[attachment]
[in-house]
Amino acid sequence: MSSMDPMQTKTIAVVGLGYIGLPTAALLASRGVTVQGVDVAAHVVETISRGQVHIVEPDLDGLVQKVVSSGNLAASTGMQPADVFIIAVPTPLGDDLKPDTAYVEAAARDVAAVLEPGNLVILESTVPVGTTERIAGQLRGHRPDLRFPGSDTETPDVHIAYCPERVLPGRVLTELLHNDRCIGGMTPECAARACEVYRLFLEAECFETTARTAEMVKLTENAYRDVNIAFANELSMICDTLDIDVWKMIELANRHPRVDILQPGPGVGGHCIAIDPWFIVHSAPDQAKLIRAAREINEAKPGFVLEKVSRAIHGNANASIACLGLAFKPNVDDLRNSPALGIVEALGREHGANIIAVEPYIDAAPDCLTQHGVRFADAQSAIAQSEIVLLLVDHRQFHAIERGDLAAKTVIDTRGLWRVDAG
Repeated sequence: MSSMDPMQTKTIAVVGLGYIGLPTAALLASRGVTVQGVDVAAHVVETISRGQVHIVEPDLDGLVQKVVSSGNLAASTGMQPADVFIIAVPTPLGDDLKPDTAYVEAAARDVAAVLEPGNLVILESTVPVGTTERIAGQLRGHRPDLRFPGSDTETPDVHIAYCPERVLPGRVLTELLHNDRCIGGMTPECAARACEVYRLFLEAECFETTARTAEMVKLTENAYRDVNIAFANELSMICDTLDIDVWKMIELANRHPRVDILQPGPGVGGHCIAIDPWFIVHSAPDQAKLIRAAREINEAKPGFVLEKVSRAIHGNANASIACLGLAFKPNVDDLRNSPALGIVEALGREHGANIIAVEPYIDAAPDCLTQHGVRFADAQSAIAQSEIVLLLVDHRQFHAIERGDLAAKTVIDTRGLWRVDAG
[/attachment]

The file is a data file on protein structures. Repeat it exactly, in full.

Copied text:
[in-house]
Amino acid sequence: MSSMDPMQTKTIAVVGLGYIGLPTAALLASRGVTVQGVDVAAHVVETISRGQVHIVEPDLDGLVQKVVSSGNLAASTGMQPADVFIIAVPTPLGDDLKPDTAYVEAAARDVAAVLEPGNLVILESTVPVGTTERIAGQLRGHRPDLRFPGSDTETPDVHIAYCPERVLPGRVLTELLHNDRCIGGMTPECAARACEVYRLFLEAECFETTARTAEMVKLTENAYRDVNIAFANELSMICDTLDIDVWKMIELANRHPRVDILQPGPGVGGHCIAIDPWFIVHSAPDQAKLIRAAREINEAKPGFVLEKVSRAIHGNANASIACLGLAFKPNVDDLRNSPALGIVEALGREHGANIIAVEPYIDAAPDCLTQHGVRFADAQSAIAQSEIVLLLVDHRQFHAIERGDLAAKTVIDTRGLWRVDAG
Repeated sequence: MSSMDPMQTKTIAVVGLGYIGLPTAALLASRGVTVQGVDVAAHVVETISRGQVHIVEPDLDGLVQKVVSSGNLAASTGMQPADVFIIAVPTPLGDDLKPDTAYVEAAARDVAAVLEPGNLVILESTVPVGTTERIAGQLRGHRPDLRFPGSDTETPDVHIAYCPERVLPGRVLTELLHNDRCIGGMTPECAARACEVYRLFLEAECFETTARTAEMVKLTENAYRDVNIAFANELSMICDTLDIDVWKMIELANRHPRVDILQPGPGVGGHCIAIDPWFIVHSAPDQAKLIRAAREINEAKPGFVLEKVSRAIHGNANASIACLGLAFKPNVDDLRNSPALGIVEALGREHGANIIAVEPYIDAAPDCLTQHGVRFADAQSAIAQSEIVLLLVDHRQFHAIERGDLAAKTVIDTRGLWRVDAG